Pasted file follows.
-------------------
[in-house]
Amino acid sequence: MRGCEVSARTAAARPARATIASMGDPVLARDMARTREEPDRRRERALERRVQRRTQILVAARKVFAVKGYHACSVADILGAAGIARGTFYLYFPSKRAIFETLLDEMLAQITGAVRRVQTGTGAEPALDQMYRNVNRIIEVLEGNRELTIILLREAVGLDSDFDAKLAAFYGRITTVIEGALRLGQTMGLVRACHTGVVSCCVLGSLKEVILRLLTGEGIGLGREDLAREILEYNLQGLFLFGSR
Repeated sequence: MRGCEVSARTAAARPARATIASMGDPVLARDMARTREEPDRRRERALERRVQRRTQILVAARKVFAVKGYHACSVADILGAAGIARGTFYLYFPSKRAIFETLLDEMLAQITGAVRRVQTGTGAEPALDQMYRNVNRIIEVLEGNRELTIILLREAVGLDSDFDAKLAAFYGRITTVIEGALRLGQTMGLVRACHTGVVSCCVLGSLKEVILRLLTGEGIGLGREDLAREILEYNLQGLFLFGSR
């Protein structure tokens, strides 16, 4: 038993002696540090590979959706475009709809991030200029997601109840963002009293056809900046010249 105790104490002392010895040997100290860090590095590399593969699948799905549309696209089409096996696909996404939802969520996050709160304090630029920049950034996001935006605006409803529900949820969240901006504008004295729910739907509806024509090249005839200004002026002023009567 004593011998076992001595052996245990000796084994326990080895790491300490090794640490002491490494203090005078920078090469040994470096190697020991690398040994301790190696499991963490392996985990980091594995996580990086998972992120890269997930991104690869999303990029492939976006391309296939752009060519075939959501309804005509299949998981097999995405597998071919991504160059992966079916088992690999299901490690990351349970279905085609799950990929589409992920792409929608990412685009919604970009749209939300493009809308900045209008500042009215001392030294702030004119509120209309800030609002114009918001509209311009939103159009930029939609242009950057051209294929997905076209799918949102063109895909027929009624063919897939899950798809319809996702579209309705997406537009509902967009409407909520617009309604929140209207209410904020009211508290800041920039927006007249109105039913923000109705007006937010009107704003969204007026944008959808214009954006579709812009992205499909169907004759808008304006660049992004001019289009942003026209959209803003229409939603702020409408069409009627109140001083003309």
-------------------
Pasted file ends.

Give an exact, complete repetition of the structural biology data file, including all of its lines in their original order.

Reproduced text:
[in-house]
Amino acid sequence: MRGCEVSARTAAARPARATIASMGDPVLARDMARTREEPDRRRERALERRVQRRTQILVAARKVFAVKGYHACSVADILGAAGIARGTFYLYFPSKRAIFETLLDEMLAQITGAVRRVQTGTGAEPALDQMYRNVNRIIEVLEGNRELTIILLREAVGLDSDFDAKLAAFYGRITTVIEGALRLGQTMGLVRACHTGVVSCCVLGSLKEVILRLLTGEGIGLGREDLAREILEYNLQGLFLFGSR
Repeated sequence: MRGCEVSARTAAARPARATIASMGDPVLARDMARTREEPDRRRERALERRVQRRTQILVAARKVFAVKGYHACSVADILGAAGIARGTFYLYFPSKRAIFETLLDEMLAQITGAVRRVQTGTGAEPALDQMYRNVNRIIEVLEGNRELTIILLREAVGLDSDFDAKLAAFYGRITTVIEGALRLGQTMGLVRACHTGVVSCCVLGSLKEVILRLLTGEGIGLGREDLAREILEYNLQGLFLFGSR
């Protein structure tokens, strides 16, 4: 038993002696540090590979959706475009709809991030200029997601109840963002009293056809900046010249 105790104490002392010895040997100290860090590095590399593969699948799905549309696209089409096996696909996404939802969520996050709160304090630029920049950034996001935006605006409803529900949820969240901006504008004295729910739907509806024509090249005839200004002026002023009567 004593011998076992001595052996245990000796084994326990080895790491300490090794640490002491490494203090005078920078090469040994470096190697020991690398040994301790190696499991963490392996985990980091594995996580990086998972992120890269997930991104690869999303990029492939976006391309296939752009060519075939959501309804005509299949998981097999995405597998071919991504160059992966079916088992690999299901490690990351349970279905085609799950990929589409992920792409929608990412685009919604970009749209939300493009809308900045209008500042009215001392030294702030004119509120209309800030609002114009918001509209311009939103159009930029939609242009950057051209294929997905076209799918949102063109895909027929009624063919897939899950798809319809996702579209309705997406537009509902967009409407909520617009309604929140209207209410904020009211508290800041920039927006007249109105039913923000109705007006937010009107704003969204007026944008959808214009954006579709812009992205499909169907004759808008304006660049992004001019289009942003026209959209803003229409939603702020409408069409009627109140001083003309």